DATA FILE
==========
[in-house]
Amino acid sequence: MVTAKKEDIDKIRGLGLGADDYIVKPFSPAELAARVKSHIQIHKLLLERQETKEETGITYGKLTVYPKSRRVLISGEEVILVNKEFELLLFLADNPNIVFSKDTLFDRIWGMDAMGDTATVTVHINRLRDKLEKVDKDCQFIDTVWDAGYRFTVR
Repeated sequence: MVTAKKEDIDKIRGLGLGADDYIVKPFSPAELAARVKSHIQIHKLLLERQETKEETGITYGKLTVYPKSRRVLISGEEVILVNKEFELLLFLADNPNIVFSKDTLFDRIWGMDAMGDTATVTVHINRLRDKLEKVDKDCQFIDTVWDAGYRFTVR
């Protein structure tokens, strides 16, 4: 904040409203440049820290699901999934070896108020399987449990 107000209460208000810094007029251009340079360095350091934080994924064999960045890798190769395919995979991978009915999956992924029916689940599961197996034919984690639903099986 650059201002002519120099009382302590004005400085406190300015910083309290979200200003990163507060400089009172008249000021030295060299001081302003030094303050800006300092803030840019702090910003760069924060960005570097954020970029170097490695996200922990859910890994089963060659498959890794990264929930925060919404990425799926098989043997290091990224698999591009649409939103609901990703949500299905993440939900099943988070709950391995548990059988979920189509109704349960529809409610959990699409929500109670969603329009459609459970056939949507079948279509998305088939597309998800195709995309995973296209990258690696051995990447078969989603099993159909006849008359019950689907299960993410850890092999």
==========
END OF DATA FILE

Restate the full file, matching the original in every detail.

[in-house]
Amino acid sequence: MVTAKKEDIDKIRGLGLGADDYIVKPFSPAELAARVKSHIQIHKLLLERQETKEETGITYGKLTVYPKSRRVLISGEEVILVNKEFELLLFLADNPNIVFSKDTLFDRIWGMDAMGDTATVTVHINRLRDKLEKVDKDCQFIDTVWDAGYRFTVR
Repeated sequence: MVTAKKEDIDKIRGLGLGADDYIVKPFSPAELAARVKSHIQIHKLLLERQETKEETGITYGKLTVYPKSRRVLISGEEVILVNKEFELLLFLADNPNIVFSKDTLFDRIWGMDAMGDTATVTVHINRLRDKLEKVDKDCQFIDTVWDAGYRFTVR
């Protein structure tokens, strides 16, 4: 904040409203440049820290699901999934070896108020399987449990 107000209460208000810094007029251009340079360095350091934080994924064999960045890798190769395919995979991978009915999956992924029916689940599961197996034919984690639903099986 650059201002002519120099009382302590004005400085406190300015910083309290979200200003990163507060400089009172008249000021030295060299001081302003030094303050800006300092803030840019702090910003760069924060960005570097954020970029170097490695996200922990859910890994089963060659498959890794990264929930925060919404990425799926098989043997290091990224698999591009649409939103609901990703949500299905993440939900099943988070709950391995548990059988979920189509109704349960529809409610959990699409929500109670969603329009459609459970056939949507079948279509998305088939597309998800195709995309995973296209990258690696051995990447078969989603099993159909006849008359019950689907299960993410850890092999």